Data shows that younger generations are becoming increasingly disinterested in institutional religion — the “spiritual but not religious” demographic. I sometimes hear pastors or other church leaders offer their opinions about the interests and values about young people: “The next generation is all about mission.” “The next generation wants contemporary worship music.” “The next generation cares most about social justice.” “The next generation wants a young pastor.” “The next generation need to ‘get something’ out of church if they’re going to come.”
Sometimes these opinions are supported by research and sometimes not. At the end of the day, however, none of these opinions matter if they lead us toward a program-driven response. In other words, I think we’re fooling ourselves if we believe that a young pastor, a contemporary worship band, or a robust mission program is going to “attract” young people to start coming into our church buildings. Research from groups like Barna Group and the Pew Research Center alongside conversations I have with young people leads me to believe that many young people believe the church, at best, adds nothing uniquely valuable to their lives.
Why would they want to come to church to hear our praise band when they can already go to hear their favorite (and probably more talented) celebrity musician live in concert? Why would they want to come to church to participate in a mission project when they already volunteer for a different non-profit whose mission may be more closely aligned with their specific values?
If relational ministry is going be the way we reach the next generation with Christian faith, then we also have to prioritize relational evangelism.
From my perspective, the church’s potential to reach the younger generations with Christian faith depends on our ability to prioritize relational ministry over programmatic ministry. Programmatic ministry seeks to attract people to an event that usually happens in our building. Relational ministry seeks to build relationships with people, regardless of location. It seeks to know the real struggles, joys, and questions of young people. To me, if relational ministry is going be the way we reach the next generation with Christian faith, then we also have to prioritize relational evangelism.
To some Christians, saying, “We have to prioritize evangelism” is a negative statement. I have encountered three reasons some Christians think of evangelism negatively. 1) They or someone they know had a harmful experience with judgmental Christian people, and they rightly don’t want to make others feel judged. 2) They were raised with harmful theology and, after deconstructing their own beliefs, haven’t reconstructed a new theological framework (worth sharing) to replace the former one. 3) They tend toward a universalistic view of salvation (that all people – not just Christians – are saved) and think of evangelism as unnecessary.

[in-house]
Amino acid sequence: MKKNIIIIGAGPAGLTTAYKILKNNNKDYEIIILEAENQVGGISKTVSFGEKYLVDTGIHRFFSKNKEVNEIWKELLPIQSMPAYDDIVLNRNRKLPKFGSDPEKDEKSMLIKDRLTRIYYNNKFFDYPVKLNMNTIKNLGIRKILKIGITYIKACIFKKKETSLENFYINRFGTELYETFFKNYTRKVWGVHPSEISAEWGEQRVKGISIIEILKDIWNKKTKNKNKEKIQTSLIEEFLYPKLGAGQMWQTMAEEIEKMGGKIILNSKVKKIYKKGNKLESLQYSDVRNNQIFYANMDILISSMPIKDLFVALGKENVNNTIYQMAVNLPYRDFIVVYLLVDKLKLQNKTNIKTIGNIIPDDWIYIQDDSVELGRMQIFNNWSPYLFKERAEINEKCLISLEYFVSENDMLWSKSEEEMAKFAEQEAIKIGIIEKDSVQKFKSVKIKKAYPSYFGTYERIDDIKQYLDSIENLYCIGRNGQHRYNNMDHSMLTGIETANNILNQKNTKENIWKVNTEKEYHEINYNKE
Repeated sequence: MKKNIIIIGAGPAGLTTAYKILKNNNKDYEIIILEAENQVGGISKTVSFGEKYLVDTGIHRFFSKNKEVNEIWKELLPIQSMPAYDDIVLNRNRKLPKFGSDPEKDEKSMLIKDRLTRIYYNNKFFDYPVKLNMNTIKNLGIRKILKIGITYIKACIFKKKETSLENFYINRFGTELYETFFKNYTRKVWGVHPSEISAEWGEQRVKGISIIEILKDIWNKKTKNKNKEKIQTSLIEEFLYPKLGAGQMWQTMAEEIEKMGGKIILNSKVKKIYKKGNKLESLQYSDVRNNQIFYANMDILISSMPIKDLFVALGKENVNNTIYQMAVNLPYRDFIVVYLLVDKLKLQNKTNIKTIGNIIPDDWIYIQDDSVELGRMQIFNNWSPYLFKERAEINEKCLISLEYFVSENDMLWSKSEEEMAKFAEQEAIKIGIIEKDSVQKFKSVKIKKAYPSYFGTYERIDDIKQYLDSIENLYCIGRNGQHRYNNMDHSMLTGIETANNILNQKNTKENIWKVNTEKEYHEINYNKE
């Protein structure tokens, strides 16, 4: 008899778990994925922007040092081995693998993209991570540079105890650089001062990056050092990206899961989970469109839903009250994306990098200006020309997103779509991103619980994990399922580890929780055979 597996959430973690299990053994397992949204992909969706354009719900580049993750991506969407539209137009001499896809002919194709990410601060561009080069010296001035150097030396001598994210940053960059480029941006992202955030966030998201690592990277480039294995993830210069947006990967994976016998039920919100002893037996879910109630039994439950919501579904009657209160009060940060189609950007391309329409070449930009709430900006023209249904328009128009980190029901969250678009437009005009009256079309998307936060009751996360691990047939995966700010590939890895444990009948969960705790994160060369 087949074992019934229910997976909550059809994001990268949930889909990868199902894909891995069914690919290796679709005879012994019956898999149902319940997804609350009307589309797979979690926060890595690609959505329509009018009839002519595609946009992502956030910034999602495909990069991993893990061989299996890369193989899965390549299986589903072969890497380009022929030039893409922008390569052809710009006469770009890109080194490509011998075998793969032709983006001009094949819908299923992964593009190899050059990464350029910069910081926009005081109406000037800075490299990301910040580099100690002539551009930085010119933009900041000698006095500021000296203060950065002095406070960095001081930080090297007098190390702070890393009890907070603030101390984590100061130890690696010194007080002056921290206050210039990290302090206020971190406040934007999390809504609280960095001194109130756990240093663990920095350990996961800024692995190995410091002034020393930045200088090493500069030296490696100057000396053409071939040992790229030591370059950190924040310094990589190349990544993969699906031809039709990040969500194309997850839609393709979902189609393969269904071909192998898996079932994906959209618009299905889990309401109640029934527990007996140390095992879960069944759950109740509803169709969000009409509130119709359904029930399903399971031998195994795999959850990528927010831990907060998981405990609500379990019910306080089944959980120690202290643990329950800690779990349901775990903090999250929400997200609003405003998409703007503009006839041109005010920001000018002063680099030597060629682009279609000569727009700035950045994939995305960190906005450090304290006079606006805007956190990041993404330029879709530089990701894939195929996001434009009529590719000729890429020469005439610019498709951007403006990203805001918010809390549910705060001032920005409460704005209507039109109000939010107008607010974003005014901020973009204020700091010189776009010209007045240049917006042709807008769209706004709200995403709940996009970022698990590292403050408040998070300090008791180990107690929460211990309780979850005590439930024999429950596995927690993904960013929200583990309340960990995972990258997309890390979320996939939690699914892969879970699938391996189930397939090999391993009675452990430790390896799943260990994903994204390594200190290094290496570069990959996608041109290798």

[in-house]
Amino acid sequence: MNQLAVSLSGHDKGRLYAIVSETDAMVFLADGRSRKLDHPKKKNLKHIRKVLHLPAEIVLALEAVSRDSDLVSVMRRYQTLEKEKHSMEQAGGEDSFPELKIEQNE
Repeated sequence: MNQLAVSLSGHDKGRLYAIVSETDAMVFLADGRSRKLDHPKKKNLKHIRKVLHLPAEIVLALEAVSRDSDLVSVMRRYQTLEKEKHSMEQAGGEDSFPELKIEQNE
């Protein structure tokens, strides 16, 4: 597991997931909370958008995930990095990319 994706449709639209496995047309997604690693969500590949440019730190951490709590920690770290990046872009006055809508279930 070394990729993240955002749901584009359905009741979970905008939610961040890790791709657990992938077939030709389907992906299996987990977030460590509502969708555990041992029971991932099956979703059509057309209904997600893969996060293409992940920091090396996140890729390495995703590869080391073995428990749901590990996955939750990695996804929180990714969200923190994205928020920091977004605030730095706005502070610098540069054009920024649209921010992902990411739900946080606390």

I understand and empathize with these reasons some Christians think of evangelism negatively. However, even if we assume these reasons to be true of every Christian, evangelism doesn’t need to be a judgmental, harmful message of exclusivity. After all, evangelism comes from a word that means “good news!” We talk to each other all the time about things that matter deeply to us without judging, harming, or condescending toward them.
I love my family. I love the outdoors. And I talk about my family and the outdoors with people all the time, and not once does anyone tell me they feel judged when they hear me talk about these things. They know, “Aaron is sharing this with me because it’s important to him and he’s connecting with me by opening up about himself.” It shouldn’t have to be any different with our faith in Christ.
If you knew my family and the outdoors were important to me, yet I never talked about them with you… wouldn’t you wonder if I actually loved them as much as I said I do?
Christians sometimes like to say, “I’d rather share my faith with my actions than my words.” That’s a fair statement to make. However, if you knew my family and the outdoors were important to me, yet I never talked about them with you… wouldn’t you wonder if I actually loved them as much as I said I do? Or, wouldn’t you wonder if I was as close with you as you thought we were?
To me, in order to reach the next generation with Christian faith, we have to be willing to go to them, form organic relationships with them, and actually talk to them about our faith. Yes, of course, we need to continue to carry out all the Great Ends of the Church. But consider this: How is it that Jesus gives you hope and joy? Would it be so bad to tell someone about that?